2005-10-09

Nikon Coolpix S1

I get on some bandwagons before real people hear about them, and I'm sometimes off again and on to the next thing by the time they're mainstream. Other bandwagons pretty much pass me by completely. I thought digital photography was going to be one such, but it would appear not.

I was passing the Apple Store the other day, on my way to buy truffles, but popped in to see the nano and check out the digital cameras. I didn't really like any of them, but the Nikon Coolpix S1 was the nicest-looking, had the largest screen, and sported the fewest buttons. I felt like I pretty much understood it just by looking at it. None of the others looked like anything I'd want to have to deal with.

Things I like:

  • Experience using it suggests that it is pretty much as simple as it looks.

  • The pictures look fine to me, but I'm not a photography geek.

  • The screen is big enough that I can mostly fight the urge to move my eye closer to the "viewfinder". (It's been a long time since I last used a camera.)

  • It lets you use ISO date format, and defaults to the 24 hour clock.

  • The manual is surprisingly good. It's dead tree, but it's clear, pertinent, and informative. (The section on inserting an SD card lets itself down by having two pictures showing the correct orientation, only one of which is correct.)

  • If you take a blurry picture, the camera tells you there and then, when you still have a chance to take another one.

Things I don't like:

  • It's slow. There's a noticeable delay between pressing the big button to take a picture and the picture actually being taken. As I've mentioned before, I was born impatient and I'm getting less patient as my life runs out. I've no idea how other digital cameras compare. (Reading the manual, I see the work-around is to press the button half-way down, pay for the focusing cost, and then move the other half of the way when you want to take the picture. A quick experiment showed that this works reasonably well, though it's obviously not as good as if the device were just much faster.)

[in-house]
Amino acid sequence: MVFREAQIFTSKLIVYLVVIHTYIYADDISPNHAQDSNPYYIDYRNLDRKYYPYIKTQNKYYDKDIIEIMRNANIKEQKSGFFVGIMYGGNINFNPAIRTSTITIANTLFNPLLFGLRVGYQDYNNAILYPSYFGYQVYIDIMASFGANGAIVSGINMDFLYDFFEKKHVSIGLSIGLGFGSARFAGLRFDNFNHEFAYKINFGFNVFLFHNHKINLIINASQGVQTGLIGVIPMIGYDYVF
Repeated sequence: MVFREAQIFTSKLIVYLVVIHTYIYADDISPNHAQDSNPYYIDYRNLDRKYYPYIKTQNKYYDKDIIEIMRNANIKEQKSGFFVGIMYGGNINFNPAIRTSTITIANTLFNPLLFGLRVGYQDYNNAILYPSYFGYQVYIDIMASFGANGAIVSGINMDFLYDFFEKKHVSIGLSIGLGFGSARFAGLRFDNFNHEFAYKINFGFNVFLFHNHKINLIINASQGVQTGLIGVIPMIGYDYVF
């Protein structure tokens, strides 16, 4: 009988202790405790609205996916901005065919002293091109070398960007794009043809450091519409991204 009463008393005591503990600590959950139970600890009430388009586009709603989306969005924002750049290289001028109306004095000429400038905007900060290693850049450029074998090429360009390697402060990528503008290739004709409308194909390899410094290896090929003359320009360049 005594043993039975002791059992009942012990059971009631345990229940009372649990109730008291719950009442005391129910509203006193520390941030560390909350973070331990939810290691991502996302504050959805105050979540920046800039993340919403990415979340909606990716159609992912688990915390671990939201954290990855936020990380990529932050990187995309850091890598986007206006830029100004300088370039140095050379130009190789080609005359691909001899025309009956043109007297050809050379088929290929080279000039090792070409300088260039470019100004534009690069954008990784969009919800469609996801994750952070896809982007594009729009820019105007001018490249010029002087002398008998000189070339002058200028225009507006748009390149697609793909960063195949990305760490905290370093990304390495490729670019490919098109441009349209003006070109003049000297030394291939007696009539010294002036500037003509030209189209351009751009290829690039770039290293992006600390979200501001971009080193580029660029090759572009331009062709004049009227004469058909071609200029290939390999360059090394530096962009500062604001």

• Its on-board storage is puny. 12 MiB. Which seems to correspond to 14 "exposures" at the default resolution. That's the reason, I guess, that you have to read the manual to find out how much storage you're getting. It's not mentioned on the box, and the Apple Store doesn't mention it either.

    There's only one SD card slot, and though the built-in 12 MiB would appear to be soldered on somewhere else, that storage isn't used when you insert an SD card.

    12 MiB in a great big camera when the iPod nano contains 4 GiB? That makes no sense. You could fit about eight or nine iPod nanos in the volume filled by this camera. (Having seen an image at the default resolution outside of iPhoto, though, I realize just how enormous they are. And the manual has clear tables showing you how many pictures/movies at the available resolutions with different amounts of storage. All the same, I've ordered a big SD card so I can forget about this.)

  • Although iPhoto's UI implies the ability to delete images copied off some cameras, the Nikon Coolpix S1 doesn't appear to be one of them, so I have to manually delete the images. (This turns out to be true of the on-board storage, but not when you're using an SD card.)

  • It can be difficult to see the display against the bright California sunshine, even in October.


And I still don't understand why mechanical/electronic devices need flashes in lighting conditions where my eyes can see just fine.